AbstractINTRODUCTION: The Comprehensive Child Development Service (CCDS), a community-based early childhood intervention program aiming to improve child health and targeting high-risk families, was implemented step-by-step in different districts of Hong Kong after the 2005 policy address. Pregnant teenage ladies aged below 18 were one of the targeted risk groups under the program which provided antenatal and child care by collaboration of the Departments of Obstetrics, Paediatrics and Maternity and Child Health Centers. The New Territories West cluster was one of the first pilot clusters for the CCDS program provided by Tuen Mun Hospital from 2006. This service was extended to the New Territories East cluster in March 2012. AIM: The aim of this evaluation is to compare child health problems among the intervention cluster (NTW) and control cluster (NTE) over the following 2 periods: (1) the period without a CCDS program in 2001 to 2005 and (2) the period with the CCDS program implemented in 2007 to 2011 in NTW. Method: Data was retrieved by the Clinical Data Analysis Report System (CDARS). Results: There were 146 and 167 of births from teenage in NTW in these 2 periods respectively, whereas, 129 and 104 in NTE. No significant difference was found in all demographic parameters of birth weight, gender ratio, gestational age, mode of delivery or requirement of NICU admission in these two periods in both intra or inter-cluster comparisons. There was a significant increase in the number of Accident and Emergency unit (A & E) attendance of children aged below 2 years with teenage mothers in NTW, changing from 48.5% to 73.3% respectively, before and after the implementation of the CCDS program (p<0.0009). However, this trend increase was not noted in the control cluster (NTE). The median number of A & E admissions rose from zero to three times in the intervention cluster (NTW) after the CCDS program was implemented (p<0.0035). But there was no positive associated increase in hospital admission in the same periods, which indicates that the medical consultations were not for urgent or serious conditions (p=0.14). After the implementation of the CCDS program in NTW, 99% of children aged under 2 years with teenage mothers were followed under the CCDS Paediatrician (p<0.001). The median number of attendance rose from zero to three times in NTW during the 2 periods. (p<0.001) In contrast, the control cluster showed a significant decrease in the number of A & E attendances which fell from 73.9% to 45% (p=0.001). Moreover, in this control cluster the median attendance number of outpatient consultations dropped from two to zero over these periods. Longer follow up for analysing details of admissions, death rate or child abuse rate are required. CONCLUSION: A comprehensive inter-departmental and well planned program providing antenatal and child care was successfully reaching nearly all targeted teenage mothers. The increase in A & E attendance after the commencement of the CCDS program may indicate the satisfactory engagement and rapport among the Paediatrician and the families, and the enhancement in the early recognition of subtle symptoms. Moreover, this group of teenage mothers under the CCDS program was more ready to seek public medical services. We would like to suggest for long term follow up for details of adverse outcomes.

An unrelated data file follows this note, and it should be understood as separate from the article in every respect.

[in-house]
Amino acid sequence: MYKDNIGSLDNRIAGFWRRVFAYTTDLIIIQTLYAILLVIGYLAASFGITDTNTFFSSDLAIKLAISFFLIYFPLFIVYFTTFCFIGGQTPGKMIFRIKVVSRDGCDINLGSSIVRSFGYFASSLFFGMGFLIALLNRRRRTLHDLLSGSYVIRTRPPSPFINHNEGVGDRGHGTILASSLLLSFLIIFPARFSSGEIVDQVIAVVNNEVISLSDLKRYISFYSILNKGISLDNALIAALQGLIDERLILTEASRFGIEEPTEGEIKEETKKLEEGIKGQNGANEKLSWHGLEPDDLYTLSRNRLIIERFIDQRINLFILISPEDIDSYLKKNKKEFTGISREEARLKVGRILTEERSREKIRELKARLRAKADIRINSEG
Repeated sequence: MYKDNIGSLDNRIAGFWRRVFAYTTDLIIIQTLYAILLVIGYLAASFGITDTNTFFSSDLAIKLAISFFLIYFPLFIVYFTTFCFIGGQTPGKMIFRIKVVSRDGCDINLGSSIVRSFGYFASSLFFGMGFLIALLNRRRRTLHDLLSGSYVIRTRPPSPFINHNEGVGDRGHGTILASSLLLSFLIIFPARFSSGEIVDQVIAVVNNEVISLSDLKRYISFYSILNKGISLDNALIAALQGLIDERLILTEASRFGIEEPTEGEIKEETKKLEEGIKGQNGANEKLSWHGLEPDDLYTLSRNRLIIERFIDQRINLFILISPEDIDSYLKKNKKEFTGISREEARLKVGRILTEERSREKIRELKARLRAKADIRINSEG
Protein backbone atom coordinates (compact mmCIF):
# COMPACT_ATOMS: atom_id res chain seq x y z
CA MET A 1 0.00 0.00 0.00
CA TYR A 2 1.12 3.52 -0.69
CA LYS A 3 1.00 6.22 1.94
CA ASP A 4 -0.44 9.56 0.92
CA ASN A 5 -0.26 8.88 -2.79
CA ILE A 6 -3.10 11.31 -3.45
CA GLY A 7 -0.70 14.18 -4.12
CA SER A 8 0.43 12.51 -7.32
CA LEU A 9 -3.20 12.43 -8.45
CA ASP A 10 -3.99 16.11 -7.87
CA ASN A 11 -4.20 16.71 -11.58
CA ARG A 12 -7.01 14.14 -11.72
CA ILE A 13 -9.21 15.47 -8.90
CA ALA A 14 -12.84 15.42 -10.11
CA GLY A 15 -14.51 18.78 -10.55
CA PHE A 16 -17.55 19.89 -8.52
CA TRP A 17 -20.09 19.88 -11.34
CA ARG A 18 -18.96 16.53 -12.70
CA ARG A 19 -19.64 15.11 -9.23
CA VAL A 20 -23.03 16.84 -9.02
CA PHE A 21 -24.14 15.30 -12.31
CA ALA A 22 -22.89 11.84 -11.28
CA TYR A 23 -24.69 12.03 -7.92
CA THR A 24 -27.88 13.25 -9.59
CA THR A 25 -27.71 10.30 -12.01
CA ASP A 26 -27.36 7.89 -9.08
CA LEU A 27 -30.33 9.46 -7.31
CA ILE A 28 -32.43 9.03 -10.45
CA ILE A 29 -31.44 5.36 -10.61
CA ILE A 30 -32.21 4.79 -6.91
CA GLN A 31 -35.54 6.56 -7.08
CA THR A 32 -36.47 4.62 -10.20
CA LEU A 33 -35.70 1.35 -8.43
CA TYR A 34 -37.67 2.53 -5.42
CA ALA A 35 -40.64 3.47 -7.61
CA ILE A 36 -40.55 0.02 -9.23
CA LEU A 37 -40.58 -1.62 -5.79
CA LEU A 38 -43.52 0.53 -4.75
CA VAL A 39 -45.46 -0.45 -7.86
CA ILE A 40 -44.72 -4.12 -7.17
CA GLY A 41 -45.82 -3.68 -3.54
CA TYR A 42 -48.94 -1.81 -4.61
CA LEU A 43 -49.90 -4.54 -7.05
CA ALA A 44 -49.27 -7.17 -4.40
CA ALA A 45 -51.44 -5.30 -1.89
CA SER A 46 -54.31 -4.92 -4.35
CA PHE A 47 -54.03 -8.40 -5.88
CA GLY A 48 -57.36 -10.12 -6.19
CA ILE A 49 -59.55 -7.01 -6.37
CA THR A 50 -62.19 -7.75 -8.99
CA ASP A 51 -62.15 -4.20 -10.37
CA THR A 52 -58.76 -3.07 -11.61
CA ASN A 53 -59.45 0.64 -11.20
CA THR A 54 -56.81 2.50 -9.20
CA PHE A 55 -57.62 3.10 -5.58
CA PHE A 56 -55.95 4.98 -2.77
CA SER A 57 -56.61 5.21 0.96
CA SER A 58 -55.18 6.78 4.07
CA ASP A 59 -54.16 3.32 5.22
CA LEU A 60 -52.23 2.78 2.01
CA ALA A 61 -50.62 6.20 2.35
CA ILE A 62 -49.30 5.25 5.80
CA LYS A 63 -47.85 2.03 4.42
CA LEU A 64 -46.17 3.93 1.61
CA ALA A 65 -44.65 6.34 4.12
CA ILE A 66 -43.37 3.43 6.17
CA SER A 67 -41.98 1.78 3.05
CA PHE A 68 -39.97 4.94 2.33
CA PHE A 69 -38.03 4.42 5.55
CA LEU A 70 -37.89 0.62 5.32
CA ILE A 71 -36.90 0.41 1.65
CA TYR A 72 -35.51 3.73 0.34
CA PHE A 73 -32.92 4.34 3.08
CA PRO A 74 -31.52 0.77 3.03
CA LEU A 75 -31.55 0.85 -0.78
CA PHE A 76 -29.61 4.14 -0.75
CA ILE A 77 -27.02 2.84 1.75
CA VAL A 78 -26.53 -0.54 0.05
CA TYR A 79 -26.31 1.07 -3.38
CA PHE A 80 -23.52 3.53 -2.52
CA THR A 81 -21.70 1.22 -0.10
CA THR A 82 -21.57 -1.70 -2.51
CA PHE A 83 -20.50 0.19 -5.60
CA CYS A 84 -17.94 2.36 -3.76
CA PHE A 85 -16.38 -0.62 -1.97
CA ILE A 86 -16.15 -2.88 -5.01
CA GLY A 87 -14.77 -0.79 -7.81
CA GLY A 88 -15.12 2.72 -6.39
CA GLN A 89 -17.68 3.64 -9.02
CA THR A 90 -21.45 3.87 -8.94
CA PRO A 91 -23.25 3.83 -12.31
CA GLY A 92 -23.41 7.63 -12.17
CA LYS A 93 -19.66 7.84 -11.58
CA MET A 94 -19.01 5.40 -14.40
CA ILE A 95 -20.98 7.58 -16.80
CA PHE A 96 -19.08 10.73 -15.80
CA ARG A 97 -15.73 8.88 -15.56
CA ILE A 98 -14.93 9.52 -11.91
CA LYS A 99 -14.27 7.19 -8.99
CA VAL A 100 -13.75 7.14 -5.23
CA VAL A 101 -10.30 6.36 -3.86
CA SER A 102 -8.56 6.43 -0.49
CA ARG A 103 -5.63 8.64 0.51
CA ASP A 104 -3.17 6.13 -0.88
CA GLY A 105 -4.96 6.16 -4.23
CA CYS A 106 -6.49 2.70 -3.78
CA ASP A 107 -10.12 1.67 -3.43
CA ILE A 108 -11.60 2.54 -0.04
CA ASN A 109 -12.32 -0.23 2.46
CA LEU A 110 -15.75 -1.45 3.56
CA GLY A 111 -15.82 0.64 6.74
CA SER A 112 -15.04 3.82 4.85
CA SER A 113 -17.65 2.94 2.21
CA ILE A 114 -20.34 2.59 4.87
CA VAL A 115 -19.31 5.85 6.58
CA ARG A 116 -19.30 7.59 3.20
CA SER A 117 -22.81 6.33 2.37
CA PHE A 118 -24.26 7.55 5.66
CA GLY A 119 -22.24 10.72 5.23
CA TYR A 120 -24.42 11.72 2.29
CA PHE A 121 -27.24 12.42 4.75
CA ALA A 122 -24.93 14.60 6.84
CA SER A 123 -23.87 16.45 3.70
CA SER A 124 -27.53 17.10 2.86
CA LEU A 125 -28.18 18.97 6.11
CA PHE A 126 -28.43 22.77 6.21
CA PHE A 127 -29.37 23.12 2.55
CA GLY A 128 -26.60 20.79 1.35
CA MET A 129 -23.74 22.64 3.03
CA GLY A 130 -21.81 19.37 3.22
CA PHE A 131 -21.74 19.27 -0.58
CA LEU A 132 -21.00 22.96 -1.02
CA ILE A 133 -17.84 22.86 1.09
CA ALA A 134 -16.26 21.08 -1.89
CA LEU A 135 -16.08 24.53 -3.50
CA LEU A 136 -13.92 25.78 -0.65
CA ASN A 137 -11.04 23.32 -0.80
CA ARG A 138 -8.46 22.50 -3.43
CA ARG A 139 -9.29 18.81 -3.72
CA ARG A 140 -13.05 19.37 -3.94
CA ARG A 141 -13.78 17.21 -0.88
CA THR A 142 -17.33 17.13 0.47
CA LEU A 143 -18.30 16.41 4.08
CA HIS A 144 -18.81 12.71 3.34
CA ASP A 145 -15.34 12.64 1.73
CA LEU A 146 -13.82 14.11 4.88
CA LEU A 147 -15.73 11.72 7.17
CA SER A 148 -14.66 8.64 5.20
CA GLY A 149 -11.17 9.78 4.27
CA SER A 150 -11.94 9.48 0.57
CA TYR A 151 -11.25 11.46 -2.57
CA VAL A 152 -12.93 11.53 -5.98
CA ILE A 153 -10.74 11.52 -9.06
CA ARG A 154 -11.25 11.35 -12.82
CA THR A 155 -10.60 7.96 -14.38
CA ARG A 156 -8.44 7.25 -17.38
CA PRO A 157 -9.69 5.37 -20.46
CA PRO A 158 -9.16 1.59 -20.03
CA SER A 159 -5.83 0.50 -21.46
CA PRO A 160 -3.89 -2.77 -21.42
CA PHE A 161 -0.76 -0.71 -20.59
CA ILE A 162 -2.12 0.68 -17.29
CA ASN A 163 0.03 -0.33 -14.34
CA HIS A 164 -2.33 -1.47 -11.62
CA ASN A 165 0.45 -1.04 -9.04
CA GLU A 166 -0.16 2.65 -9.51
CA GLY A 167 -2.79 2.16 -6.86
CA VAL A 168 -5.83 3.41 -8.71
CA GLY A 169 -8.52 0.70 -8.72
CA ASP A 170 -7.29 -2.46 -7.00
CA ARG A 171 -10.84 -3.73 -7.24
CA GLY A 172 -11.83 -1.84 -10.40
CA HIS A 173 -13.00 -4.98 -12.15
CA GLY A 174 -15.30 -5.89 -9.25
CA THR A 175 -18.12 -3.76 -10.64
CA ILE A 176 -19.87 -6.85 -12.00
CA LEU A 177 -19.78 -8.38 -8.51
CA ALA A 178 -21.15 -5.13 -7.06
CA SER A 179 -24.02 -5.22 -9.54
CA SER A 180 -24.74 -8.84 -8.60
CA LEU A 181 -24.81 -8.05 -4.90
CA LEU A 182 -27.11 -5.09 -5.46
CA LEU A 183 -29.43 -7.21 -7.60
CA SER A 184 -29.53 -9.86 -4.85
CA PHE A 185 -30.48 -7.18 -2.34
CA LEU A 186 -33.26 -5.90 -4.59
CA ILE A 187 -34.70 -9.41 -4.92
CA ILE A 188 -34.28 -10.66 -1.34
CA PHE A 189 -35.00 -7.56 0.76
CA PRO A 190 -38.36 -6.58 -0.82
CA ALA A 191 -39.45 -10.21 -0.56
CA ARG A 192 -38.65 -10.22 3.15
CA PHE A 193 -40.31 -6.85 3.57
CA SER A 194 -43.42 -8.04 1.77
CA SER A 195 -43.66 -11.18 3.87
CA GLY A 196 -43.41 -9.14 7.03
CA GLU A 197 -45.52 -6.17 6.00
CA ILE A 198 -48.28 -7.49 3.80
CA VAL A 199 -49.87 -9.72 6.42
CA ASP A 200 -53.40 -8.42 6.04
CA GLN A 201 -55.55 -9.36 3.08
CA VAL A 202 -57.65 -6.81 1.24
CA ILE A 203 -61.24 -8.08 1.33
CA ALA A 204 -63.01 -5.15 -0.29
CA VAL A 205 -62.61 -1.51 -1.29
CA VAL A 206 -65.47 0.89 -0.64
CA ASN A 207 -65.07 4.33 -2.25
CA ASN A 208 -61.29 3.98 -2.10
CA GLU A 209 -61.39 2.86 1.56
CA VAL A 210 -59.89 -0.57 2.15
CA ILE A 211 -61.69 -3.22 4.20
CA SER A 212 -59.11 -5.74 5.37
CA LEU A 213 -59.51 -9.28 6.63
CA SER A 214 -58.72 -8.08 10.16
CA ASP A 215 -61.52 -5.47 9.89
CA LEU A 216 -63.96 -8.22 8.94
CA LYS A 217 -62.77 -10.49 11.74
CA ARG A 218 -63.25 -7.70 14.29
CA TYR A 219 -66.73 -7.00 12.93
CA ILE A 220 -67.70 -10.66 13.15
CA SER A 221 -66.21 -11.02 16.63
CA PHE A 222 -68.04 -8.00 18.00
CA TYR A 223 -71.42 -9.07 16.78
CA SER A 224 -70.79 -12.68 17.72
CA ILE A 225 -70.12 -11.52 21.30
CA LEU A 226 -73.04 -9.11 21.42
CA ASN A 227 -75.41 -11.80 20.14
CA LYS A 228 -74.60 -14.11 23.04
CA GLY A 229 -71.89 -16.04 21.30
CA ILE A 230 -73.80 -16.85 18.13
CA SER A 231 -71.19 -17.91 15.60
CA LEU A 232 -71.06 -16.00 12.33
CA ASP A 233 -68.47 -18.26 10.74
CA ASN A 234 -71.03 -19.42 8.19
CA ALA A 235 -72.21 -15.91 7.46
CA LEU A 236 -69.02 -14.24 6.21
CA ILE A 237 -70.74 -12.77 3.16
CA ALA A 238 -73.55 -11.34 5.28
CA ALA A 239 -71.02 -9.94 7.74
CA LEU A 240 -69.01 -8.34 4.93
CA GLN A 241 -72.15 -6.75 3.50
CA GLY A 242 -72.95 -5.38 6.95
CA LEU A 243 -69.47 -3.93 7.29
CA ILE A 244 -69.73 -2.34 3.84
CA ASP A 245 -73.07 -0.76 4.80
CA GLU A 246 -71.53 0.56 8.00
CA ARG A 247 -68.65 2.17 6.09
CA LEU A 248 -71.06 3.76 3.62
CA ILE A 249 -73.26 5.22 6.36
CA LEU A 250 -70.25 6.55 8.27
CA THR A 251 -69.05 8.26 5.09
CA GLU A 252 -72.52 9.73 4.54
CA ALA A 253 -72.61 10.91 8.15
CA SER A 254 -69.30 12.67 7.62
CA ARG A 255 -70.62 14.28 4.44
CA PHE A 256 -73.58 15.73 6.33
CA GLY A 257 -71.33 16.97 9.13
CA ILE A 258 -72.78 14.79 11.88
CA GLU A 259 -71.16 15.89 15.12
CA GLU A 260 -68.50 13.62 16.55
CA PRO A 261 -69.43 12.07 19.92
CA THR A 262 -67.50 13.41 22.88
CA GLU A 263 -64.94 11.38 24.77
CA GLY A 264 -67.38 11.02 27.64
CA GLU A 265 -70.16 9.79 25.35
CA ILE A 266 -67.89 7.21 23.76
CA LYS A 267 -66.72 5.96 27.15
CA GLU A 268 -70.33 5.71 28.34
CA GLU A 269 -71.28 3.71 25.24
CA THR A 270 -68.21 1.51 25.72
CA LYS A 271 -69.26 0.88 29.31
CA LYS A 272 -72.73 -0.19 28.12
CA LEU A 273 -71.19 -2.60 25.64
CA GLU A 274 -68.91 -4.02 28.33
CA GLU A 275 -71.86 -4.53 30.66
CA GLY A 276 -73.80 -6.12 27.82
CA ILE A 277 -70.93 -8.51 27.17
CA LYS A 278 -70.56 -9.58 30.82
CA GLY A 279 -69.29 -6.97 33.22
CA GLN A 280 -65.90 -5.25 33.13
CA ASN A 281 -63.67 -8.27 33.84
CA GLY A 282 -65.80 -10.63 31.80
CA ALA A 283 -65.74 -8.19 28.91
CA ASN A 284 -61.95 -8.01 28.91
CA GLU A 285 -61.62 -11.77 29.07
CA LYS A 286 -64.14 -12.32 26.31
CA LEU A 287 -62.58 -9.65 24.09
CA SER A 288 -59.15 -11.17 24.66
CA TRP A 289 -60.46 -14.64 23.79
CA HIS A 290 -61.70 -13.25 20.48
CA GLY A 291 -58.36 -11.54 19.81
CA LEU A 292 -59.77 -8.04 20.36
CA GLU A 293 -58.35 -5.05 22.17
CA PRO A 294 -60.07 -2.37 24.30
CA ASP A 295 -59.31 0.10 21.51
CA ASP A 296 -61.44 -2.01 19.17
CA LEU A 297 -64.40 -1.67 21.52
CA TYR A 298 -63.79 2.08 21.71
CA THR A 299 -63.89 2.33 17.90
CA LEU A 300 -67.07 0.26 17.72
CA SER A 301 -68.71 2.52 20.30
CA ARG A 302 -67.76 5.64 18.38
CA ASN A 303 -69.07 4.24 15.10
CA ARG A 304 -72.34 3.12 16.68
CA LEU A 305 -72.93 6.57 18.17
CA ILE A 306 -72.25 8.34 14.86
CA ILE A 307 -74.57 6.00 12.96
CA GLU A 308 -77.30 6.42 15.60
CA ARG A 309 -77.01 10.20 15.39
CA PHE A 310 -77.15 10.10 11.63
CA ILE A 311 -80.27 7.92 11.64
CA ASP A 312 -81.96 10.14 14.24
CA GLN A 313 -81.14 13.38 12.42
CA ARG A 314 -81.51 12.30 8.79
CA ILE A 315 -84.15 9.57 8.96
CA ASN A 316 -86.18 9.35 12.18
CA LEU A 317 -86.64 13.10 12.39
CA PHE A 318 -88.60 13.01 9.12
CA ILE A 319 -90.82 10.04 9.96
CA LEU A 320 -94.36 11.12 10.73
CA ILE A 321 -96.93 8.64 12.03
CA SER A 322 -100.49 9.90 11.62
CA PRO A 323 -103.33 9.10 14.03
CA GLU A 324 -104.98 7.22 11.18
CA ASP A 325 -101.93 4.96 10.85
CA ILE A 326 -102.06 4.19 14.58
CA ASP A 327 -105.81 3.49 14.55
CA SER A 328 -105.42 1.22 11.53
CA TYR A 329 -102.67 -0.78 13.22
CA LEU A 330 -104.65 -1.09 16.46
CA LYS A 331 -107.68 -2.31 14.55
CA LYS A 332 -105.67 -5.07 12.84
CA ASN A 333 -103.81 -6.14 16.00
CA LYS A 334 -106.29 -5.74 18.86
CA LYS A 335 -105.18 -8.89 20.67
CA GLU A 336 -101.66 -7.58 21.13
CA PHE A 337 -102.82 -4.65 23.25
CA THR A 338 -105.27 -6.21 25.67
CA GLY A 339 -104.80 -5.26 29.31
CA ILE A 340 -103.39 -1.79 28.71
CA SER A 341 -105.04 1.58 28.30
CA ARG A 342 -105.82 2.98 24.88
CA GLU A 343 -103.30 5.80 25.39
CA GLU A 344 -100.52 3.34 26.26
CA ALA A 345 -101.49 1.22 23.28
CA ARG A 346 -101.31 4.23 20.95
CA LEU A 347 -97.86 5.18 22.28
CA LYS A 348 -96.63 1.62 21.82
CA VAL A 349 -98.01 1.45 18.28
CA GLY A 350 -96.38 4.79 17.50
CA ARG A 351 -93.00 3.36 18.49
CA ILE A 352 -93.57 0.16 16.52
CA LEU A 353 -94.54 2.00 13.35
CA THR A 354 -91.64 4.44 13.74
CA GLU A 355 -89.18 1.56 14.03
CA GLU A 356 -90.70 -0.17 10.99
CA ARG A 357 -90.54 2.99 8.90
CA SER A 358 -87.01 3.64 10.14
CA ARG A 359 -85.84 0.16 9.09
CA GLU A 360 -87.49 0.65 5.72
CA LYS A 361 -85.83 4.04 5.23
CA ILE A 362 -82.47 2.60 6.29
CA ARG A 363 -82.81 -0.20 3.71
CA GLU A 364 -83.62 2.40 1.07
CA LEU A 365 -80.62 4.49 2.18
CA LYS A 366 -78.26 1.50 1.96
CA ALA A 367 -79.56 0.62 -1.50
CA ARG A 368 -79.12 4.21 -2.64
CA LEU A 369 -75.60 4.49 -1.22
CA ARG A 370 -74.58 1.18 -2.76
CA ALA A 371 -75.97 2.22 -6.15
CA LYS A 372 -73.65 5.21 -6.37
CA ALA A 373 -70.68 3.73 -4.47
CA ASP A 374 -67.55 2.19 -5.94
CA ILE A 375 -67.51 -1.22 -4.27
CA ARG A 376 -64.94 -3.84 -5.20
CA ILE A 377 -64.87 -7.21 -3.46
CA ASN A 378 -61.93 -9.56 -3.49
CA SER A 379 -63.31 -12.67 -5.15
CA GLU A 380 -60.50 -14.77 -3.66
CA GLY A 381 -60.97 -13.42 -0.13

DescriptionPoster Presentation (Doctor’s Session)